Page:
Featured Research

from universities, journals, and other organizations

Developing countries often outsource deforestation, study finds

Date:
November 24, 2010
Source:
Stanford University
Summary:
In many developing countries, forest restoration at home has led to deforestation abroad, according to researchers. The authors say their findings could have significant implications for ongoing efforts to protect the world's remaining forests.

The rapid net gain in forest area in Vietnam since the early 1990s has been accompanied by an increase in timber imports from neighboring countries, a significant fraction of these imports being illegal.
Credit: Patrick Meyfroidt

In many developing countries, forest restoration at home has led to deforestation abroad, according to a new study in the Proceedings of the National Academy of Sciences (PNAS).

The authors say their findings could have significant implications for ongoing efforts to protect the world's remaining forests, which are disappearing at an annual rate of more than 32 million acres -- an area roughly the size of England.

"Reducing deforestation is an international priority, given its impacts on carbon emissions and biodiversity," said study co-author Eric Lambin of Stanford University in California and the University of Louvain in Belgium. "However, our study found that strengthened forest-conservation policies and economic expansion often increased the demand for imported timber and agricultural products, which contributed to deforestation abroad."

In the study, Lambin and co-authors Patrick Meyfroidt (University of Louvain) and Thomas Rudel (Rutgers University) analyzed the relationship between reforestation at the national scale and the international trade in forest and agricultural products between 1961 and 2007. The researchers focused on six developing countries -- China, Chile, Costa Rica, El Salvador, India and Vietnam -- that underwent a shift from net deforestation to net reforestation during that period.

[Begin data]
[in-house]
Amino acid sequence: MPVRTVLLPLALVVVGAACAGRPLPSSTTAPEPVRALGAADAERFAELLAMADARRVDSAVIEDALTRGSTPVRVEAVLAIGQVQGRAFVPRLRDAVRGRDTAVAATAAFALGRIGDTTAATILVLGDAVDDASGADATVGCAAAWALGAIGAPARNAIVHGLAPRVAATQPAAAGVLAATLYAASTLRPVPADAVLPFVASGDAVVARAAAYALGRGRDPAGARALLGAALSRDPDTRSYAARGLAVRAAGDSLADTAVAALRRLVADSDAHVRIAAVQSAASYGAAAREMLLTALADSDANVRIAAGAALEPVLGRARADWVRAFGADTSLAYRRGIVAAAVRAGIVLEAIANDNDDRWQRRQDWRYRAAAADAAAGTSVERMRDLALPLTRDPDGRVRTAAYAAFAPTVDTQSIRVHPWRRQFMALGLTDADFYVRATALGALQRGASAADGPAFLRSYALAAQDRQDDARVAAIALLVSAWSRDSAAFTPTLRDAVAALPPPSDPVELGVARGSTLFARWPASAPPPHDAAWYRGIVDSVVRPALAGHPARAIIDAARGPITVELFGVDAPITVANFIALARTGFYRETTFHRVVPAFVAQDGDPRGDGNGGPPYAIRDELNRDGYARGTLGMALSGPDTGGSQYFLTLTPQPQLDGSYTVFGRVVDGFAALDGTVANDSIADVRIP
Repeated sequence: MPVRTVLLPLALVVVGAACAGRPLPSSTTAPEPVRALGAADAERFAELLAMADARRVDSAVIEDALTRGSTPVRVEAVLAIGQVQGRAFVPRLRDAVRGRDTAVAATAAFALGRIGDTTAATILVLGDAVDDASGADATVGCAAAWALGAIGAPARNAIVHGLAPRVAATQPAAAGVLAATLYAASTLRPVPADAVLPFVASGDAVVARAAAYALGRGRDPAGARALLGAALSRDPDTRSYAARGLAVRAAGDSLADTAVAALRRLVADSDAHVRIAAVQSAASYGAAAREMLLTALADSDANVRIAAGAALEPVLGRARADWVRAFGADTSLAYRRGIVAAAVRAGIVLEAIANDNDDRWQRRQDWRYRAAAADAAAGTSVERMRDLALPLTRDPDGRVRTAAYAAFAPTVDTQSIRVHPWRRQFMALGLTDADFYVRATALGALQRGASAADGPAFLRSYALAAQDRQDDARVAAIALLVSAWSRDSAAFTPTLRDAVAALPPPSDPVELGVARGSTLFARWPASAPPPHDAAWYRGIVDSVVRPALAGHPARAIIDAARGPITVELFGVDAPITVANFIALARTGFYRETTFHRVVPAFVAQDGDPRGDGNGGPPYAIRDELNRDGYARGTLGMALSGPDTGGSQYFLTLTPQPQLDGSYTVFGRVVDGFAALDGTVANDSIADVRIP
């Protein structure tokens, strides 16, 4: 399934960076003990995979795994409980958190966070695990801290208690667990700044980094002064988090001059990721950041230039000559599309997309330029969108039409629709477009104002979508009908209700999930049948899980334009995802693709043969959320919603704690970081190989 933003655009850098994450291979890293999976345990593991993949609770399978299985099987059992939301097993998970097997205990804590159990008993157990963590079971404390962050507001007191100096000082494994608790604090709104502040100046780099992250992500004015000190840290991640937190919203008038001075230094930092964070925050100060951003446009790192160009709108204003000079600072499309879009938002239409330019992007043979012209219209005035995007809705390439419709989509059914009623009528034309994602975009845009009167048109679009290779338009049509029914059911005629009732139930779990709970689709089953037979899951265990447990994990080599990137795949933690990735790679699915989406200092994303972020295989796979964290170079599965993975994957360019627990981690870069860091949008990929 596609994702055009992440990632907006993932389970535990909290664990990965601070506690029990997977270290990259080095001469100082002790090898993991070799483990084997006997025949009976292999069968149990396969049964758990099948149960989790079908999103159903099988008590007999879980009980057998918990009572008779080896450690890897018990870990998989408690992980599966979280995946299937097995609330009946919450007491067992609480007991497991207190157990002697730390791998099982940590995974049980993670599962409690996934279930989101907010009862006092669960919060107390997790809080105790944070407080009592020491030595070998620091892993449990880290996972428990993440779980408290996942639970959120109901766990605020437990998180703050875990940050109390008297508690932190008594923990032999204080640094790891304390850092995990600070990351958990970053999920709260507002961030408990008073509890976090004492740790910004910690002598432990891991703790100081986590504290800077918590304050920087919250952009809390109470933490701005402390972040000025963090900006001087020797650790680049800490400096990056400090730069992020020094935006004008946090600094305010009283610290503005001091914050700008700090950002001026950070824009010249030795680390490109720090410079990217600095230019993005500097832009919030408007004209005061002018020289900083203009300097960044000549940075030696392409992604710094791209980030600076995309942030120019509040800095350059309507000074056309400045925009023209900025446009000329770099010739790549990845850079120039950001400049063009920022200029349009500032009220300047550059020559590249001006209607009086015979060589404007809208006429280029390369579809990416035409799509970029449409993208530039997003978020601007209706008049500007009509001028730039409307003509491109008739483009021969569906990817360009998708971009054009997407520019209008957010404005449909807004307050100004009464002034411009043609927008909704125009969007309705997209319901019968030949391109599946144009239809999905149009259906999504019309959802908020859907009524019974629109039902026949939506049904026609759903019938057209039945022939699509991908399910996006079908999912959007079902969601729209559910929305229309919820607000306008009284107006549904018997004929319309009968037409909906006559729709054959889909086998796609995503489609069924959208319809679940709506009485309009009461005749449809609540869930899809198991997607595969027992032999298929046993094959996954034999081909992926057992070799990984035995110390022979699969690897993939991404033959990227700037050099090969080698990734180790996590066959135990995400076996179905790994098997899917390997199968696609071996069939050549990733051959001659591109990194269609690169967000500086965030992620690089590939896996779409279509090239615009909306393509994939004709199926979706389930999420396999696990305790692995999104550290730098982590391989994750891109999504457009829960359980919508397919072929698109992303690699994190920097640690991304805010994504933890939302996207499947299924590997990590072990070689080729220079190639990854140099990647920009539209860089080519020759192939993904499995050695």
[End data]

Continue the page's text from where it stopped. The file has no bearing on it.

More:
Exporting deforestation

In five of the six countries (with the exception of India), the return of native forests was accompanied by a reduction in timber harvests and new farmland, thus creating a demand for imported wood and agricultural products.

"For every 100 acres of reforestation in these five countries, they imported the equivalent of 74 acres of forest products," said Meyfroidt, a postdoctoral researcher at Louvain and lead author of the study. "Taking into account their exports of agricultural products, the net balance amounted to 22 acres of land used in other countries."

During the past five years, the net land-use displacement increased to 52 acres of imported agricultural or forestry products for every 100 acres reforested, he added. That is, for every acre of reforested land, a half-acre was used elsewhere, including countries like Brazil and Indonesia, which together accounted for 61 percent of the all deforestation in the humid tropics between 2000 and 2005.

Glass half full

"If local forest protection merely shifts forest-conversion pressure to natural forests elsewhere in the world, we will not achieve a net gain for nature at a global scale," Lambin said. "However, this study does not imply that the efforts of these countries to protect their forests was useless, but that international trade in wood and agricultural products can decrease the global environmental benefits of national forest-protection policies. The glass is half full, not just half empty."

Meyfroidt pointed to several ways that countries could work together to reduce deforestation abroad, including:

  • Strengthening international cooperation on issues related to deforestation and land use.
  • Integrating trade data in international negotiations on environmental issues.
  • Integrating environmental degradation data in international trade rules.
  • Promoting certification systems that better link consumption decisions with environmental impacts at production sites.